The cool air hit my face as a hint of mesquite filled my nostrils. Step by step, we moved painfully slowly up a desert wash not far from our fishing camp. As my dad and I negotiated our way through the cut, fresh hoof impressions in the dirt caught our attention: There were mule deer close by. I remember my pants being a bit too big for me, so it caused me to walk with my legs further apart than normal. This was to get rid of that “swish” sound that came from the pants rubbing together. Then there were the fluid slow movements my dad taught me to make. I dreaded whenever I had an itch on my face as it would take an awful amount of time to lift my hand for a scratch. We caught movement ahead. There they were. A group of mule deer does.
This is what scouting and hunting looked like for me as a kid. The thought of a trail camera was something that was more of a far-fetched fantasy than anything else. I didn’t even know they were a real thing until I saw a commercial. Nowadays, they are as common in hunting as bows and camouflage. Are they here for the better, though? Or are they watering down true hunting skills?
Positives of Trail Cameras
Before we dive into the deep end on the possible negative aspects of trail cameras, let’s take a look at the positives of them first. Trail cameras are a fantastic tool for monitoring animal movement when you aren’t in the hills. Having that camera out working overtime for you requires less of your physical time out there, which means that you’ll be intruding upon the area less, leaving less scent and putting less pressure on the critters. This can be huge for patterning animals in their natural routine.
Trail cameras are also great for “managing” animals. Whether you are leasing out a property for whitetails or getting ready for September elk season, you’ll know what’s walking around and if it’s worth holding out for that big buck that popped up on the cam. We don’t know what we don’t see. In this regard, trail cams might just keep folks from pulling the trigger on the first deer that walks by, thus adding to the duration of a hunt.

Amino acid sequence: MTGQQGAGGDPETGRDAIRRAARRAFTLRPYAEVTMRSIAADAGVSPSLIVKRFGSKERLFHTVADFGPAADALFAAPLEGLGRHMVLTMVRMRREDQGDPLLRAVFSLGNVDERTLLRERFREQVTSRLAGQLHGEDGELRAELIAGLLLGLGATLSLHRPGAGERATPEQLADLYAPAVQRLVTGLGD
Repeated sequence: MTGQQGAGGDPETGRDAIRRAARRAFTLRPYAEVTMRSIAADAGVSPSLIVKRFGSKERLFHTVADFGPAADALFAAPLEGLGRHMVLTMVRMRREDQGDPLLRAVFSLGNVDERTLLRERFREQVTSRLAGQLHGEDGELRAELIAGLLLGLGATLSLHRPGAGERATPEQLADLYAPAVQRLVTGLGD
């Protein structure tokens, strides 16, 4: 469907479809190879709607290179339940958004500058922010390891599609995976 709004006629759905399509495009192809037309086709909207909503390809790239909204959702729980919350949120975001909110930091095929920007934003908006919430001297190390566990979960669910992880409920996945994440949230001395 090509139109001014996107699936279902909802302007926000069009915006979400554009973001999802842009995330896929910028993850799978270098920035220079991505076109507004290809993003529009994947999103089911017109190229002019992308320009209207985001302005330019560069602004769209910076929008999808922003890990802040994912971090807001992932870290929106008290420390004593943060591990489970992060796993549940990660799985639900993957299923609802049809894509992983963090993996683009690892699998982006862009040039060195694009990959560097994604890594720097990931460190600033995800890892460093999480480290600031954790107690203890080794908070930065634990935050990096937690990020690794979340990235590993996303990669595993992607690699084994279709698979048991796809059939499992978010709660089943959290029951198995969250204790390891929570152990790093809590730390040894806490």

Another positive to trail cams is, let’s just be honest here, it’s fun. Checking a trail camera after leaving it out for an extended period is reminiscent of Christmas morning. You just never know what is going to be on the camera and the excitement of all of that is enough for me, personally, to throw a few up each year — hunting aside.
We Learn by Doing
One of the positives that I mentioned above also translates into a downfall. The bit about less time in the field is what I’m referring to. We learn by doing things. Experience is the best teacher out there. And if we’re putting a good chunk of our hunting faith into trail cameras, we are, in turn, not exercising our abilities as a hunter. Sitting back and waiting for a camera to take photos doesn’t teach you about things like reading animal sign or how to stalk and play the wind. These are hunting skills. It doesn’t teach someone the difference between a new track and an old track. Or what feed the animals are on at the time. The cameras merely say, “That bear was here around 5 a.m. the past four of five days.” For some, that’s enough. But if a person really wants to learn how to hunt, the best classroom is the mountains, not the computer. Boots on the ground is king.
Are Trail Cameras Unfair?